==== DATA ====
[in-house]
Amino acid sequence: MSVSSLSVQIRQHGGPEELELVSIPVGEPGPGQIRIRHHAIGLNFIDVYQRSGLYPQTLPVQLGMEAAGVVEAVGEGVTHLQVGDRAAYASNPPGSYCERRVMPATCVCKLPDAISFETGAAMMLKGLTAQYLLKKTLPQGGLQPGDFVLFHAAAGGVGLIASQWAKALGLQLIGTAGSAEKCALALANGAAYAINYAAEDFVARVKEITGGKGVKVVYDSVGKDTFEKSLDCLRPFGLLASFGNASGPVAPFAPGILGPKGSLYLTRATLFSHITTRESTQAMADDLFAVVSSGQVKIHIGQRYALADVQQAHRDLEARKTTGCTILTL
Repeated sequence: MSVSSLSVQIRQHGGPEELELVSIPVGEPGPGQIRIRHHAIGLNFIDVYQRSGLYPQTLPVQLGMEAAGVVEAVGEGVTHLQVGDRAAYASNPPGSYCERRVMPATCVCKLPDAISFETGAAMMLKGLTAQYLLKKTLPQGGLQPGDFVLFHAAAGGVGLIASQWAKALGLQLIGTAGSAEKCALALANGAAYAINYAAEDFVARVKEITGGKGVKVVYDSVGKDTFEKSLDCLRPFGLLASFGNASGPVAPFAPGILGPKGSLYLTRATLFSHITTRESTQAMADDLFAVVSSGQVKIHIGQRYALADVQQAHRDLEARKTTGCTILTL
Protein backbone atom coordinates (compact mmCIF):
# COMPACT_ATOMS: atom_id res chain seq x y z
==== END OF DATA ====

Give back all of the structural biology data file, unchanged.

[in-house]
Amino acid sequence: MSVSSLSVQIRQHGGPEELELVSIPVGEPGPGQIRIRHHAIGLNFIDVYQRSGLYPQTLPVQLGMEAAGVVEAVGEGVTHLQVGDRAAYASNPPGSYCERRVMPATCVCKLPDAISFETGAAMMLKGLTAQYLLKKTLPQGGLQPGDFVLFHAAAGGVGLIASQWAKALGLQLIGTAGSAEKCALALANGAAYAINYAAEDFVARVKEITGGKGVKVVYDSVGKDTFEKSLDCLRPFGLLASFGNASGPVAPFAPGILGPKGSLYLTRATLFSHITTRESTQAMADDLFAVVSSGQVKIHIGQRYALADVQQAHRDLEARKTTGCTILTL
Repeated sequence: MSVSSLSVQIRQHGGPEELELVSIPVGEPGPGQIRIRHHAIGLNFIDVYQRSGLYPQTLPVQLGMEAAGVVEAVGEGVTHLQVGDRAAYASNPPGSYCERRVMPATCVCKLPDAISFETGAAMMLKGLTAQYLLKKTLPQGGLQPGDFVLFHAAAGGVGLIASQWAKALGLQLIGTAGSAEKCALALANGAAYAINYAAEDFVARVKEITGGKGVKVVYDSVGKDTFEKSLDCLRPFGLLASFGNASGPVAPFAPGILGPKGSLYLTRATLFSHITTRESTQAMADDLFAVVSSGQVKIHIGQRYALADVQQAHRDLEARKTTGCTILTL
Protein backbone atom coordinates (compact mmCIF):
# COMPACT_ATOMS: atom_id res chain seq x y z